Financial Turbulence, Parameter Uncertainty and Aggregate Stock Returns
FMA Europe 2017, SFA 2015, WFC 2015
Abstract: In this paper I show that financial turbulence (FT) is as strong a predictor for the equity premium as is the short interest index (SII), which is the best performing predictor up to date (Rapach et al. 2016). However, FT has the advantage of not needing external (fundamental) information for its calculation, as it depends solely on the distribution of the cross-section of stock returns. Additionally, FT is amongst the strongest predictors of future volatility both in-sample as well as out-of-sample. Combining these two findings, I show that a mean-variance investor relying on predictions from FT outperforms all other predictor variables in terms of Sharpe ratios and achieves annualized certainty equivalent returns of 7.78%. I also show that financial turbulence proxies for parameter uncertainty in the market that robust (ambiguity averse) portfolio optimizers avoid by shifting funds out of the market, thereby causing falling prices and negative returns in the short term.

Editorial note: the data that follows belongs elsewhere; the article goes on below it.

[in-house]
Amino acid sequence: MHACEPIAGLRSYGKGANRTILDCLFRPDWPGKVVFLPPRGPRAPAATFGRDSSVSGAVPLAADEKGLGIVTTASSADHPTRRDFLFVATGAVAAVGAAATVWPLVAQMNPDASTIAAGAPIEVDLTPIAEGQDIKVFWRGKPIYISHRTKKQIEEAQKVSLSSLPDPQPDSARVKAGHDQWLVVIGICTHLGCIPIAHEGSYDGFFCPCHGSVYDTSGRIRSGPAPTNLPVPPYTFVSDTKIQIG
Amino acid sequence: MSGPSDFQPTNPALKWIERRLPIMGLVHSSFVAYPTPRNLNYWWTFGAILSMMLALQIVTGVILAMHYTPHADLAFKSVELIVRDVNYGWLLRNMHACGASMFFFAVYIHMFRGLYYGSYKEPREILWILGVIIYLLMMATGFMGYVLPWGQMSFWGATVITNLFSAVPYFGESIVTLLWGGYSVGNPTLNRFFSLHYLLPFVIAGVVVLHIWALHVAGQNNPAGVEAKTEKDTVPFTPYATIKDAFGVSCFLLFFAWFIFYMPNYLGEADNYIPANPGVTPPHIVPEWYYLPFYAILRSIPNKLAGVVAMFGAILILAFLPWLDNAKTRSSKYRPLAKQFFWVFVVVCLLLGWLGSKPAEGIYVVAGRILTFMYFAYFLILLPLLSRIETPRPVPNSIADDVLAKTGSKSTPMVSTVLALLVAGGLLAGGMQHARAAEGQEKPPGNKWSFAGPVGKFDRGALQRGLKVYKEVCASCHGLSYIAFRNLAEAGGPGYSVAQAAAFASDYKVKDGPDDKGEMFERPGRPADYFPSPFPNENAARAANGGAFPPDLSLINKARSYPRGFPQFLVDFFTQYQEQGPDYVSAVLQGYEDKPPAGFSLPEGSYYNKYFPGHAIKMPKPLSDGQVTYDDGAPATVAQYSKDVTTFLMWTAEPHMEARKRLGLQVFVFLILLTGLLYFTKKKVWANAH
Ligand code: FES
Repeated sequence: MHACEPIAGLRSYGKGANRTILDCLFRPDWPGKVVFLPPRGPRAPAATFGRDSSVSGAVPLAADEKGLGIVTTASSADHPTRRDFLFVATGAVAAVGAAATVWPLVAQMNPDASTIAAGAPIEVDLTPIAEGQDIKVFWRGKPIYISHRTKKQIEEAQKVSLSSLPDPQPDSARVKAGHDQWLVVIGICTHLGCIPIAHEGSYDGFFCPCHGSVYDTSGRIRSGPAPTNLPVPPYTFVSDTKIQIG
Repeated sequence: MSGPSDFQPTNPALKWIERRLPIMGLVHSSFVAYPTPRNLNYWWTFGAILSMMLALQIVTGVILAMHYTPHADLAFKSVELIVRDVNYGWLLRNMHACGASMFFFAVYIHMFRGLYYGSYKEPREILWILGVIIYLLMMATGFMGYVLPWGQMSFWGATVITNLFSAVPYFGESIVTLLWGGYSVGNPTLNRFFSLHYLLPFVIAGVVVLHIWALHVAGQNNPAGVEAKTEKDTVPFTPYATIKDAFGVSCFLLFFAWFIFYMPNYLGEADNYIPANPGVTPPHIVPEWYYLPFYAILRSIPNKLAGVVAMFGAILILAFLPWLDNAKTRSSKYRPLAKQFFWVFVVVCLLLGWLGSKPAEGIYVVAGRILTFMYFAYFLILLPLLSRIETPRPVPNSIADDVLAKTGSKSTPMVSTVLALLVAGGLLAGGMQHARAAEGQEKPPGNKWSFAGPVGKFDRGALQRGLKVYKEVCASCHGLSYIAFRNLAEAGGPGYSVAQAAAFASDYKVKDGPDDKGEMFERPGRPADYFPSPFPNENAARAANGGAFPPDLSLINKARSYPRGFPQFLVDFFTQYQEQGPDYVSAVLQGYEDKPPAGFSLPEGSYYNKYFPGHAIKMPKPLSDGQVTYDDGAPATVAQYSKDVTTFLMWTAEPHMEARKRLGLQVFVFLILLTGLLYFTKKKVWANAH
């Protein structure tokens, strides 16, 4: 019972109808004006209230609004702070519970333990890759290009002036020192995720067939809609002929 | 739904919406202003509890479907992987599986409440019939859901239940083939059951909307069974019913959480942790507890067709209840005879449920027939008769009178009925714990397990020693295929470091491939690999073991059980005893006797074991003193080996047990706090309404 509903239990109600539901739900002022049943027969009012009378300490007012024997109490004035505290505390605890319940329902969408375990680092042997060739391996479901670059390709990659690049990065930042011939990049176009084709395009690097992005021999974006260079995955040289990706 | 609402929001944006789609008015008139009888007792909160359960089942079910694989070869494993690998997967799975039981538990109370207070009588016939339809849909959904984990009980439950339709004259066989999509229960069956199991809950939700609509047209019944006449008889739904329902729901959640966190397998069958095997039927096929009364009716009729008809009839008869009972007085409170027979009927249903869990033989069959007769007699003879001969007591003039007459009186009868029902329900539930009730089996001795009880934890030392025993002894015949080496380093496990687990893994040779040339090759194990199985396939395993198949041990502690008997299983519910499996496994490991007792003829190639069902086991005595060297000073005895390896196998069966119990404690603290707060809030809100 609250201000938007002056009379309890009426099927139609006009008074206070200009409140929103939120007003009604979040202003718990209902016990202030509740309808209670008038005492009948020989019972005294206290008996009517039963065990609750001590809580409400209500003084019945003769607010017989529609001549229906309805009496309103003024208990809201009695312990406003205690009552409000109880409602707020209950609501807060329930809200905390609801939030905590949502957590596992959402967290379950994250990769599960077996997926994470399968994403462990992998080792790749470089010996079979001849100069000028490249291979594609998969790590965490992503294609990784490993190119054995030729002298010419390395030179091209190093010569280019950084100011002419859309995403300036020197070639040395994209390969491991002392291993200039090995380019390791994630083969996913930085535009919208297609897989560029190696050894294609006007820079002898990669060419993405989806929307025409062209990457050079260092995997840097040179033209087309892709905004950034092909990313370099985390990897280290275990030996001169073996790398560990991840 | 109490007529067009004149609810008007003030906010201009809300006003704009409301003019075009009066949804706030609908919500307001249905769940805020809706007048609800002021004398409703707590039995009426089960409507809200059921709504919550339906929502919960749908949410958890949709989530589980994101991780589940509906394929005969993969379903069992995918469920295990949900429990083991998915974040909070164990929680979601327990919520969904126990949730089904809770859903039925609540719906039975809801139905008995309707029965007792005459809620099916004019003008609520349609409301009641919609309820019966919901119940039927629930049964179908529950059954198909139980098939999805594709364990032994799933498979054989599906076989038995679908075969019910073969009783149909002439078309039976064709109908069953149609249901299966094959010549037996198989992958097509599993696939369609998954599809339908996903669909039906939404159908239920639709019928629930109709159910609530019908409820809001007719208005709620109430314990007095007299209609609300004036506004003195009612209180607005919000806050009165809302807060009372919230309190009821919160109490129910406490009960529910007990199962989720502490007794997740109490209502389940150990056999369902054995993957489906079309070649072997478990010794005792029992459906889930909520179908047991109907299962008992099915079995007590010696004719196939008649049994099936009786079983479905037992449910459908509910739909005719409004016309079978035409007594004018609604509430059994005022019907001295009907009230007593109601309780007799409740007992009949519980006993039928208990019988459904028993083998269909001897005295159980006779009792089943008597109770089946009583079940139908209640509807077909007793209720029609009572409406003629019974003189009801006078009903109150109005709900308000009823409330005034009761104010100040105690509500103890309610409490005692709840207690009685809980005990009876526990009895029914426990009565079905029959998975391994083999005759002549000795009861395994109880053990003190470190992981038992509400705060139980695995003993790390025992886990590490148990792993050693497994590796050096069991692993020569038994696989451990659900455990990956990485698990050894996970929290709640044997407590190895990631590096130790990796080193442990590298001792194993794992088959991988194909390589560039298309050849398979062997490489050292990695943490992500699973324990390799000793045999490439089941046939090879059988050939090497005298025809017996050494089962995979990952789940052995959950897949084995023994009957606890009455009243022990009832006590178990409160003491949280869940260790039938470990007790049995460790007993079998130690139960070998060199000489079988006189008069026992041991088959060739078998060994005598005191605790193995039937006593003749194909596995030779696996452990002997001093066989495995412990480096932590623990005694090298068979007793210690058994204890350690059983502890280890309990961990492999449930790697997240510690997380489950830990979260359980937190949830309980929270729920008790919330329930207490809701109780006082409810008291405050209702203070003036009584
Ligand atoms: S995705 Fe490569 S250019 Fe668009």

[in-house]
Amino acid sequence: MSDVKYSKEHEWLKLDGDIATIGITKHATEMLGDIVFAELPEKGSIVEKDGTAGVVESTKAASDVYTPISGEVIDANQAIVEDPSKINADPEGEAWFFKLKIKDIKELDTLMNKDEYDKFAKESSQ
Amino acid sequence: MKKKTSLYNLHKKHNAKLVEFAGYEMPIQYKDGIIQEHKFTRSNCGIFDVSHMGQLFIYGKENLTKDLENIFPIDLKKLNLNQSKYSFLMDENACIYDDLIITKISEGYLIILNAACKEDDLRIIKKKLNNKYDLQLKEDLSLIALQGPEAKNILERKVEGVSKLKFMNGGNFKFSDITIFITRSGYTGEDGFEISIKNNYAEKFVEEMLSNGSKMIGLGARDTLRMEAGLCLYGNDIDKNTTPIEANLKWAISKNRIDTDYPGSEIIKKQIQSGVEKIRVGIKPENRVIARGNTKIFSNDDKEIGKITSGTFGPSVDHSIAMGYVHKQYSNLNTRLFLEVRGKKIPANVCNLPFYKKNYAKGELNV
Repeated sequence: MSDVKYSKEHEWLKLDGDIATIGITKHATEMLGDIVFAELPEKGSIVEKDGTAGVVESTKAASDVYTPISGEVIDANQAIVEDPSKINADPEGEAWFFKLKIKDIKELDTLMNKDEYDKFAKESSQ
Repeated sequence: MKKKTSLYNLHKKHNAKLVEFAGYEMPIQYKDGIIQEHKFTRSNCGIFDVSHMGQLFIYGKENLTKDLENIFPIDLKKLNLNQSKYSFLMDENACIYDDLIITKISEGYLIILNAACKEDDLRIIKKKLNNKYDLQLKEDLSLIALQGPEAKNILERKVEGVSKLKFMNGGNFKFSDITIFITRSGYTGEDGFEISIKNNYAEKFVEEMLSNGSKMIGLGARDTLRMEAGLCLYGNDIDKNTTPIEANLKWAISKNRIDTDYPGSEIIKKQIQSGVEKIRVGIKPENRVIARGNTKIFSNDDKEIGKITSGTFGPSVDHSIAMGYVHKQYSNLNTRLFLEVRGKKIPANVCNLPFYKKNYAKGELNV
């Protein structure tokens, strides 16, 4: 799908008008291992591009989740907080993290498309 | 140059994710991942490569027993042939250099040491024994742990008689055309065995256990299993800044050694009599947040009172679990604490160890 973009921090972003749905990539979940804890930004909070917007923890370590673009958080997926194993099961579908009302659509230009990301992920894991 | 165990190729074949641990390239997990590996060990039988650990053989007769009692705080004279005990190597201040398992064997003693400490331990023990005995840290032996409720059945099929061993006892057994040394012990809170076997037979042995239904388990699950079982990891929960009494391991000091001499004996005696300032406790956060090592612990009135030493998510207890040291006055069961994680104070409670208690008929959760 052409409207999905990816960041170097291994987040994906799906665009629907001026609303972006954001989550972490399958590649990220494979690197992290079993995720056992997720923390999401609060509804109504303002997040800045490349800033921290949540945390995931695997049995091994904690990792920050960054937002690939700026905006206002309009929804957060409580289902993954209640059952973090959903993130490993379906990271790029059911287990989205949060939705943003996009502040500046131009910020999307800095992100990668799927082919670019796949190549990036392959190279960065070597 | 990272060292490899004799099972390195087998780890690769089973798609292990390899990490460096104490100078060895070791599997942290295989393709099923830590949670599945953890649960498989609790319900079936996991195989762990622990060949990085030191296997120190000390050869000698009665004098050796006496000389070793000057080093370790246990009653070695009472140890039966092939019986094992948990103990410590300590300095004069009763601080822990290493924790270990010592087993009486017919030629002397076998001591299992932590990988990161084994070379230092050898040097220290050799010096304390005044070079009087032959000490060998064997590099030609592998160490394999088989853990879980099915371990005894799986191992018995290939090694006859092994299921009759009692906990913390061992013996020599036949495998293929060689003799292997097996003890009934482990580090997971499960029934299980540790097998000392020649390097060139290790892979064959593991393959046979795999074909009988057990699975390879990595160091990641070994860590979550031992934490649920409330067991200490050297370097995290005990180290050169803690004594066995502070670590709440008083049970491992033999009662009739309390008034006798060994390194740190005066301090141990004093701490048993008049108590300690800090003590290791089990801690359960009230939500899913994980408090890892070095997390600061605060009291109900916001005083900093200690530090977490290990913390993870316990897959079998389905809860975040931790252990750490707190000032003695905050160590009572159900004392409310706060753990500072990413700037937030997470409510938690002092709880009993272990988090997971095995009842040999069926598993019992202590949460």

Higher Moments Matter! Cross-Sectional (higher) Moments and the Predictability of Stock Returns
(with Lars Kaiser)
SGF 2017 // (SSRN)
Abstract: In this paper we investigate the predictive power of cross-sectional volatility, skewness and kurtosis for future stock returns. Adding to the work of Maio (2016), who finds cross-sectional volatility to forecast a decline in the equity premium with high predictive power in-sample as well as out-of-sample, we highlight the additional role of cross-sectional skewness and cross-sectional kurtosis. Applying a principal component approach, we show that cross-sectional higher moments add to the predictive quality of cross-sectional volatility by stabilizing the predictive performance and yielding a positive trend in in-sample and out-of-sample predictive quality since the burst of the dot-com bubble. In particular, we observe cross-sectional skewness to span the predictive quality of cross-sectional volatility over short-forecasting horizons, whereas cross-sectional kurtosis significantly contributes to long-horizon forecasting of 12 months and above. Results are both statistically and economically significant.